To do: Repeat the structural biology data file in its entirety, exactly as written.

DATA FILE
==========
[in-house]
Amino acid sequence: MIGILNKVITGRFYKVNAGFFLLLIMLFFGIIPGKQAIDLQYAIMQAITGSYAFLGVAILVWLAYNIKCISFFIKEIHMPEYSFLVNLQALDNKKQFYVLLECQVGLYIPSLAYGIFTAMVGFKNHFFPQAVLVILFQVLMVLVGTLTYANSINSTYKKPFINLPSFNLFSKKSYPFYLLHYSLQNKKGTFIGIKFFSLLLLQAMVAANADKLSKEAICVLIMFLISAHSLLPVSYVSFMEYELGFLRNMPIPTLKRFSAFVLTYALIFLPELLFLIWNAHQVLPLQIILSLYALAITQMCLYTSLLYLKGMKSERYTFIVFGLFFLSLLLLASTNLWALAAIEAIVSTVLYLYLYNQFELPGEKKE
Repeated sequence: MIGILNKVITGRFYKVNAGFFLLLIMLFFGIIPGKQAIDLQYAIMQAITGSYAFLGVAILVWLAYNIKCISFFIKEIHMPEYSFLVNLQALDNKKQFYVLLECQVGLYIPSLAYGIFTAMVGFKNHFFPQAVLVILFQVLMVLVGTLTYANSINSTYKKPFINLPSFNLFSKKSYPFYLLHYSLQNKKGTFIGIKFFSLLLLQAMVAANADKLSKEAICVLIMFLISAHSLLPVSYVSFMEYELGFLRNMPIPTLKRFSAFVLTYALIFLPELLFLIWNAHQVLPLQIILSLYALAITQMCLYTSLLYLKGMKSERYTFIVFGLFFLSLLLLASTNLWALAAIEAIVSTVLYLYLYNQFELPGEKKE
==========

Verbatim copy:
[in-house]
Amino acid sequence: MIGILNKVITGRFYKVNAGFFLLLIMLFFGIIPGKQAIDLQYAIMQAITGSYAFLGVAILVWLAYNIKCISFFIKEIHMPEYSFLVNLQALDNKKQFYVLLECQVGLYIPSLAYGIFTAMVGFKNHFFPQAVLVILFQVLMVLVGTLTYANSINSTYKKPFINLPSFNLFSKKSYPFYLLHYSLQNKKGTFIGIKFFSLLLLQAMVAANADKLSKEAICVLIMFLISAHSLLPVSYVSFMEYELGFLRNMPIPTLKRFSAFVLTYALIFLPELLFLIWNAHQVLPLQIILSLYALAITQMCLYTSLLYLKGMKSERYTFIVFGLFFLSLLLLASTNLWALAAIEAIVSTVLYLYLYNQFELPGEKKE
Repeated sequence: MIGILNKVITGRFYKVNAGFFLLLIMLFFGIIPGKQAIDLQYAIMQAITGSYAFLGVAILVWLAYNIKCISFFIKEIHMPEYSFLVNLQALDNKKQFYVLLECQVGLYIPSLAYGIFTAMVGFKNHFFPQAVLVILFQVLMVLVGTLTYANSINSTYKKPFINLPSFNLFSKKSYPFYLLHYSLQNKKGTFIGIKFFSLLLLQAMVAANADKLSKEAICVLIMFLISAHSLLPVSYVSFMEYELGFLRNMPIPTLKRFSAFVLTYALIFLPELLFLIWNAHQVLPLQIILSLYALAITQMCLYTSLLYLKGMKSERYTFIVFGLFFLSLLLLASTNLWALAAIEAIVSTVLYLYLYNQFELPGEKKE